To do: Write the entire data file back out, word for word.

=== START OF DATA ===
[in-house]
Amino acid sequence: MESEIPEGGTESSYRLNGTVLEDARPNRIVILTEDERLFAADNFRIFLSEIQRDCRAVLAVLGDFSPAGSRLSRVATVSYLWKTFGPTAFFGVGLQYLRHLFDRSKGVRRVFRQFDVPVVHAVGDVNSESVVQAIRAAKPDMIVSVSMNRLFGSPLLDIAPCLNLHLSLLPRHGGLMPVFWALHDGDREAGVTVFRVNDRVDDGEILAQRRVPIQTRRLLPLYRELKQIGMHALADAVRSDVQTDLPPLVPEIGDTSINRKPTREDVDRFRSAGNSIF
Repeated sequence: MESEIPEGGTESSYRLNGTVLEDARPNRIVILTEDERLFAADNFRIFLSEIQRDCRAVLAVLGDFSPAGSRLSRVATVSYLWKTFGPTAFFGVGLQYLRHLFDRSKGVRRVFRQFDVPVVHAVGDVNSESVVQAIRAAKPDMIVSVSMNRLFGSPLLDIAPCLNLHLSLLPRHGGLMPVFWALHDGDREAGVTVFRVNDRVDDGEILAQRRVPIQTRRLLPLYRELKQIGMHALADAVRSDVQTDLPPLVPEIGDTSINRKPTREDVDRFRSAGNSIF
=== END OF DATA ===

[in-house]
Amino acid sequence: MESEIPEGGTESSYRLNGTVLEDARPNRIVILTEDERLFAADNFRIFLSEIQRDCRAVLAVLGDFSPAGSRLSRVATVSYLWKTFGPTAFFGVGLQYLRHLFDRSKGVRRVFRQFDVPVVHAVGDVNSESVVQAIRAAKPDMIVSVSMNRLFGSPLLDIAPCLNLHLSLLPRHGGLMPVFWALHDGDREAGVTVFRVNDRVDDGEILAQRRVPIQTRRLLPLYRELKQIGMHALADAVRSDVQTDLPPLVPEIGDTSINRKPTREDVDRFRSAGNSIF
Repeated sequence: MESEIPEGGTESSYRLNGTVLEDARPNRIVILTEDERLFAADNFRIFLSEIQRDCRAVLAVLGDFSPAGSRLSRVATVSYLWKTFGPTAFFGVGLQYLRHLFDRSKGVRRVFRQFDVPVVHAVGDVNSESVVQAIRAAKPDMIVSVSMNRLFGSPLLDIAPCLNLHLSLLPRHGGLMPVFWALHDGDREAGVTVFRVNDRVDDGEILAQRRVPIQTRRLLPLYRELKQIGMHALADAVRSDVQTDLPPLVPEIGDTSINRKPTREDVDRFRSAGNSIF